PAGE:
Maple Leaf Gardens & the Maple Leafs
50 Carlton Street
Opened November 12, 1931
Architects: Ross and Macdonald
Toronto’s Original “Shrine to Hockey”
Notorious hockey owner, Harold Ballard, lived in the owner’s suite built into Maple Leaf Garden’s top northeast corner.
Talk with any long-time Torontonian and they’ll have a story
about Maple Leaf Gardens. At one point in their life they
attended a hockey game there, perhaps high up in the greys
where all the shouting and celebrations happened. Or they were
at one of the 3 historic Beatles concerts held there in 1964, ‘65
World War 2 veterans recall how rallies were held in the huge
arena to encourage enlistment in the 1940s and the support
Victory Bonds; some may have attended Winston Churchill’s
speech there in 1932. Others watched the Ice Capades or
being there for the boxing match between the legendary
Muhammad Ali versus George Chuvalo.
Blending both Art Deco and Art Moderne architecture, the
imposing building at the corner of Carlton and Church Street
still reminds Torontonians of its “glory days”. Its beginnings,
however, can be traced back to one man in particular who was
determined to give the newly named Toronto Maple Leafs a
proper hockey arena.
Maple Leafs and State-of-the-art Ice Palace
Businessman, sports enthusiast and military hero, Conn
Smythe, loved hockey. He played and then coached as a young
man. When he made his fortune in the gravel business during
the 1920s, Smythe bought the Toronto hockey team, the St.
Pats and renamed them the Toronto Maple Leafs.
The NHL was new at the time (formed 1917) and some of the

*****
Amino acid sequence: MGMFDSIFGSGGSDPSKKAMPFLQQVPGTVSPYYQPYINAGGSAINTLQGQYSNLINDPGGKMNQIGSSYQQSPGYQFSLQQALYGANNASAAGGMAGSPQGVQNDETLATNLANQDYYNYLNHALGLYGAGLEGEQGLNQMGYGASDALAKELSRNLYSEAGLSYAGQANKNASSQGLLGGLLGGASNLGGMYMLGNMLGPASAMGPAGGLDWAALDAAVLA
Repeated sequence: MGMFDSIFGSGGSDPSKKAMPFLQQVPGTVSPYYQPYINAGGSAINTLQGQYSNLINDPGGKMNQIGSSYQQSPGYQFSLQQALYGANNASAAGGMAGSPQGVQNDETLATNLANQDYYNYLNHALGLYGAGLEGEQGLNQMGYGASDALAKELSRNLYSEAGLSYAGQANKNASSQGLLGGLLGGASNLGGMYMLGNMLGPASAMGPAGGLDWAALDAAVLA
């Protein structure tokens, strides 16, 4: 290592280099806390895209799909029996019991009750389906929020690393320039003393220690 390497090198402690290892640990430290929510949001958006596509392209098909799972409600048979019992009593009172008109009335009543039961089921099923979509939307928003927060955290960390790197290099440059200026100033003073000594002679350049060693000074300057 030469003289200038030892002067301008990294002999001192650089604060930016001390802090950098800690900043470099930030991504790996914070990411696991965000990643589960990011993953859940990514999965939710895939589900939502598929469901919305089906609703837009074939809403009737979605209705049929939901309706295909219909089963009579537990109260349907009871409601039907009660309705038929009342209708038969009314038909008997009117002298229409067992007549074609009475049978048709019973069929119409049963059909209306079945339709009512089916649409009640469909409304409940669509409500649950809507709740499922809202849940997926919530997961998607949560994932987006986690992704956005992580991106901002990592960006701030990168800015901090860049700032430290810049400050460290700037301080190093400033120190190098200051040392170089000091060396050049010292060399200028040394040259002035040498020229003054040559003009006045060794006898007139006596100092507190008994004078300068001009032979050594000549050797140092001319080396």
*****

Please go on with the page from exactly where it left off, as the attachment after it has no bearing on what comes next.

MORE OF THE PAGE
other teams had new arenas with modern amenities. Smythe
had a vision to create a state-of-the-art ice palace for his Maple
Leafs hockey team in downtown Toronto.
Toronto Maple Leafs
One of the Original Six NHL teams, the Toronto Maple Leafs
have won the Stanley Cup 13 times; 11 as the Maple Leafs, one
as the Arenas, and one as the St. Patricks. The team has been one
of the most successful in professional sports both financially
and in terms of its loyal fan base – Leafs Nation. Home games
played at the Air Canada Centre are usually sold out.
An Engineering Miracle
Three steam-powered shovels
excavated the site and two
concrete mixing plants on
location provided the building
material – 13,500 cubic yards
of concrete! The Gardens
also was made from 13,000
tonnes of steel, 13,500 and 1.5
million bricks and tiles. It was
completed in five months and
twelve days, often referred to
as a “miracle of engineering”.
For all its size and glory,
Maple Leaf Gardens always
just resembled an oversized
local hockey arena – and
that’s why people loved it!
Opening Night Loss
and Stanley Cup Win
On opening night, November 12, the Toronto Maple Leafs
played the Chicago Blackhawks in front of a sold out crowd,
with the best seats costing $2.75. Although the Leaf’s lost that
night, they did win the Stanley Cup that year.
From the moment Maple Leaf Gardens opened, its annual
schedule of events included much more than just hockey
games and sporting events. For decades, Maple Leaf Gardens
remained the largest indoor venue in Toronto. There were
countless orchestras, jazz bands and dances in the 1930s and
1940s. Through the 1950s and 60s, opera, ballet and circus
performances filled the arena. Elvis Presley played his first
concert outside of the USA at the Gardens, followed by every
major rock group. Political rallies and religious gatherings took
place there, including evangelist Bill Graham.
One of the most
recognized and talked
about features in the
Gardens was “the
gondola”, a small booth
suspended bout 20 meters
above the ice intended
for radio broadcasting.
When first constructed,
the gondola could only
be reached by a catwalk
that had no guardrails
and an almost vertical
ladder to descend to the
End of an Era
Into the 1990s, the building began to show its age, the Leafs’
final game in the Gardens on February 13, 1999 was lost to
the Chicago Blackhawks as it had been on opening night. The
adaptive reuse of Maple Leaf Gardens, completed in 2012 by
Ryerson University and Loblaws, altered the arena’s interior
but respected the historic character of the building’s exterior.
Today, the home of the Maple Leafs is at the Air Canada Centre,
built for both Maple Leafs hockey and Raptors Basketball. The
first Maple Leafs home game took place on February 20, 1999,
versus the Montreal Canadiens (and the Leafs won).